Even though 10% growth would be attractive under normal conditions, it’s hard to justify paying a 21X multiple to buy into that overall narrative.

Let’s simplify the logic even further. Corporate operations are good. But the market as a whole is priced for perfection and we’re unlikely to see anything better, at least in the next 12-18 months.

In that scenario, Wall Street is an over-inflated bubble waiting for the inevitable encounter with a sharp object to end the fantasy and bring investor expectations back to earth.

That’s the outcome Jeremy Grantham sees. But as I always say, “the market” is an illusion for those of us who buy and sell individual stocks.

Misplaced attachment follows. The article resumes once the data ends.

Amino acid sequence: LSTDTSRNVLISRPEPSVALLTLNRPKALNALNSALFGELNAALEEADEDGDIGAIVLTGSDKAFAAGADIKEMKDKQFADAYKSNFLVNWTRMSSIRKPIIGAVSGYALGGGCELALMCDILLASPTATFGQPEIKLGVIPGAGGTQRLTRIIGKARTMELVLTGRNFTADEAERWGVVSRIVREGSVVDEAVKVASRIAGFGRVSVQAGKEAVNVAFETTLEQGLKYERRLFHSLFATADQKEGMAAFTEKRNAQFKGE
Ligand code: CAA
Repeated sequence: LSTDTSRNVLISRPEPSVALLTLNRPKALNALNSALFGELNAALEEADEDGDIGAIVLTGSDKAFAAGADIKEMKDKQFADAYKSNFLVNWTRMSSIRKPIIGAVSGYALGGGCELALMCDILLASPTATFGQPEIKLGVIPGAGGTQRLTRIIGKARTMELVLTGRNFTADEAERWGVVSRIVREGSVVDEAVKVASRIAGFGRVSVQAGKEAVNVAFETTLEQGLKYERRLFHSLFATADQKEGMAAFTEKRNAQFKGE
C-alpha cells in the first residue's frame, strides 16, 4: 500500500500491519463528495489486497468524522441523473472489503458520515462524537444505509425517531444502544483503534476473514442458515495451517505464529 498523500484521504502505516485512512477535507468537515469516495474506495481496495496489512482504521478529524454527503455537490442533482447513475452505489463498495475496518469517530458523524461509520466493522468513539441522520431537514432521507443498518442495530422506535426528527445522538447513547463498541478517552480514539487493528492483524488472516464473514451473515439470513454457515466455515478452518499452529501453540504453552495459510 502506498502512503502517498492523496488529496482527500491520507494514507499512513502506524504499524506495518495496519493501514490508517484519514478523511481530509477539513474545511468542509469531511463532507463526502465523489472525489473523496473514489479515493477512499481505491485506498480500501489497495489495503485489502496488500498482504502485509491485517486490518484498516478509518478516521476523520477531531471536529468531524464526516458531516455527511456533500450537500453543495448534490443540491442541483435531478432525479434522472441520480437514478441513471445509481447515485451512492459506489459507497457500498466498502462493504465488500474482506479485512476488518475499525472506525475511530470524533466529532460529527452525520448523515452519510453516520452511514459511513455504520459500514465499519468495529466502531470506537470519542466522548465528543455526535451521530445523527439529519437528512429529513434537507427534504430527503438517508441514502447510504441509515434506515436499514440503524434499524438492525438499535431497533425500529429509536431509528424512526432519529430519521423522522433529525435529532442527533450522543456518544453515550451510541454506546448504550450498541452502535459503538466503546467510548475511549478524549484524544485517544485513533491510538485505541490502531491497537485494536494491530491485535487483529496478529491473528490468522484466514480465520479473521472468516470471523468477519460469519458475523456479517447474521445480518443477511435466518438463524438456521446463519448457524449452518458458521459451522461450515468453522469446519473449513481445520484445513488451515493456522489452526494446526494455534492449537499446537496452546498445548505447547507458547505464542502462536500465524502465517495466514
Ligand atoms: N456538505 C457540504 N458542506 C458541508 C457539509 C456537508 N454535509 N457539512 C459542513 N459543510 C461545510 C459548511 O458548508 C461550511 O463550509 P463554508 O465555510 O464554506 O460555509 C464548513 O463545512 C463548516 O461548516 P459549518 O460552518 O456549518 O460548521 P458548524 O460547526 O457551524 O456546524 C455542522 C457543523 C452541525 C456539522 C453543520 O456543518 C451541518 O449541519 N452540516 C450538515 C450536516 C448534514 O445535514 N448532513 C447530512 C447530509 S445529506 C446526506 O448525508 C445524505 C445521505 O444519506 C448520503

If “the market” is overinflated and unsustainable, that’s only incidentally our concern. In my world, about 40% of the S&P 500 is already 10% or more below record territory and a full 10% of the index is technically back in the bear market zone.

We know these stocks have room to rally. They’ve done it in the recent past and in the post-pandemic world. Except in rare cases where something has broken within a specific company, nothing fundamental has changed.

The only thing that has taken these stocks down is investor psychology. Traders lost their nerve. And while it’s harder to restore confidence than it is to break it down, sentiment remains a state of mind.

We’ve already seen sentiment swing a full 180 degrees in the last two weeks. When earnings season started, the numbers were good and stocks sold off anyway.

Now, the numbers are good and stocks are rebounding, breaking records in the process. That’s a sentiment story, not a fundamental story.